The box itself fits easily on a standard Kallax shelf, that said, it’s a letdown in the storage solution department. There is a throwaway plain white “insert” if you could even call it that, which was crushed beyond recognition by the components. I plucked it out readily and tossed it as it literally served zero purpose to keep anything organized. Everything will need to be bagged up, luckily the game does provide players with extra baggies for this purpose which is always appreciated. I will say there are not THAT many components to organize so the game still doesn’t take very long to set up even without a proper storage solution. Still, I always prefer better organization for my games.

Visual Appeal /Theme

As most of you probably know by now I go wild for an interesting theme in a game and this one is no exception. From the cover artwork on the box to reading the bit of story on the front of the rulebook this one already had me hooked. I love the font used and even though the color palate is mostly orange hues, I think it all comes together really nicely. I mean, before even playing the game, just having it setup on the table looking at it gets me excited.  The airship meeples hovering across the wasteland planting new plant growth and battling enemy militias is a really fun thought! The idea of upgrading your airship to make it more combat effective or move further or even plant even MORE plant growth is also an alluring idea. And all these ideas come together perfectly to match the theme!

I already touched on the navigation cards a smidge earlier but wanted to point out just how awesome these cards are. The way the artwork is used to enhance the gameplay mechanic is something I haven’t seen before in a game and it very quickly became my favorite aspect of Cloud Age. You see, when a player takes the Collect Resource main action during phase three, they have the option of picking between one of the four available resources. The cool part of this is you don’t 100% KNOW how much of said resource you will gain as the cards are hidden behind these cloud stickers on the sleeves they reside in. BUT, you can gain an idea of this by the artwork around the edges of the cloud that you can see! There might be a large body of water or more than the other two sets of visible-ish cards so that might be a nice card to snatch if you are needing water for example. I just love the way they incorporate the artwork on the cards into an interesting and fun game-play mechanic.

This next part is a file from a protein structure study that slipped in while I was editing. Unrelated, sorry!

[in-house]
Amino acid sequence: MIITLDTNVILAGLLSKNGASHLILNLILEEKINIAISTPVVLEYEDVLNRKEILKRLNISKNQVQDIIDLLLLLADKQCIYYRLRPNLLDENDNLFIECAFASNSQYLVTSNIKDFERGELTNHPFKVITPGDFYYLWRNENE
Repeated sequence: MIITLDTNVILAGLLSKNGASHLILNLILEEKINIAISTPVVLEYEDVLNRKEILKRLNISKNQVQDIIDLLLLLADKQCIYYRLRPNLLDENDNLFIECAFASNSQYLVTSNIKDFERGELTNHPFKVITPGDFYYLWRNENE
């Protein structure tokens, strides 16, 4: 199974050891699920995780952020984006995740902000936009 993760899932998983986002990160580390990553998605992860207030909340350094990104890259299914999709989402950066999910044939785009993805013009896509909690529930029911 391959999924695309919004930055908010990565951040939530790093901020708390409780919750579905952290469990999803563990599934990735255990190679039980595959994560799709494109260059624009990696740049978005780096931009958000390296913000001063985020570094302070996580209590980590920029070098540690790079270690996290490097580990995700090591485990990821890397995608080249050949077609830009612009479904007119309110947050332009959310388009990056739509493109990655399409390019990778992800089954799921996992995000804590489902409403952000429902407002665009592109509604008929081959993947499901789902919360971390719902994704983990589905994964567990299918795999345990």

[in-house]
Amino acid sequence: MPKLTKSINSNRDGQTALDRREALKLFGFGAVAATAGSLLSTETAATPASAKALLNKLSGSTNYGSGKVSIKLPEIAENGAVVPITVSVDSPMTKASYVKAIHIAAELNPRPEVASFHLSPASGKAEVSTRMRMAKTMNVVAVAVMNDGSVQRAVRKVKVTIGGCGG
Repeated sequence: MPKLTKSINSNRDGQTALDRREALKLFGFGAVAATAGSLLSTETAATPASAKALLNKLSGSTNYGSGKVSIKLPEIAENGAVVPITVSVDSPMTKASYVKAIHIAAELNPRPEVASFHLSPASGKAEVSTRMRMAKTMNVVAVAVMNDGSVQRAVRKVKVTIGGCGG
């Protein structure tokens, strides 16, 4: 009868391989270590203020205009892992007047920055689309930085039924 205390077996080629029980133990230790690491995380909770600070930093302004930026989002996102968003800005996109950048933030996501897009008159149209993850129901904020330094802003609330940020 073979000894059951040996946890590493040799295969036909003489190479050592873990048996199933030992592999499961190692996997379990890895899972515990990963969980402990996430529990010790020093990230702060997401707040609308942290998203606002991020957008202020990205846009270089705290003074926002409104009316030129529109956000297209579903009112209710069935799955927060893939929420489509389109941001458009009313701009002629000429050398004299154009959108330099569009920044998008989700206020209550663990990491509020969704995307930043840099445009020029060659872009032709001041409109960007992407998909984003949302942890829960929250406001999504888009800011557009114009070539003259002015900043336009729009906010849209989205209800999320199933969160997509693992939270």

The rulebook isn’t great. It’s short but the way it explains a lot of things just come off more confusing than helpful. Coming into the game for the first time you will be presented with a couple options on how to even play and these options are not easy to figure out how to get into. For example, it says for your first game it is recommended to play either Chapter 1 or Scenario 1 but nothing really explains what the difference is between a “Chapter” and a “Scenario” and the way the cards are bundled together REALLY doesn’t help this matter either. SO, the VERY first thing you need to do is unwrap all the cards and sort them out….which is even more confusing as there are specific cards that will be placed into a specific bag because they are a part of the “legacy” aspect that get revealed as you progress through the campaign. It gets even more confusing as you will have specific tiles that are also legacy tiles, which also need to go into that bag.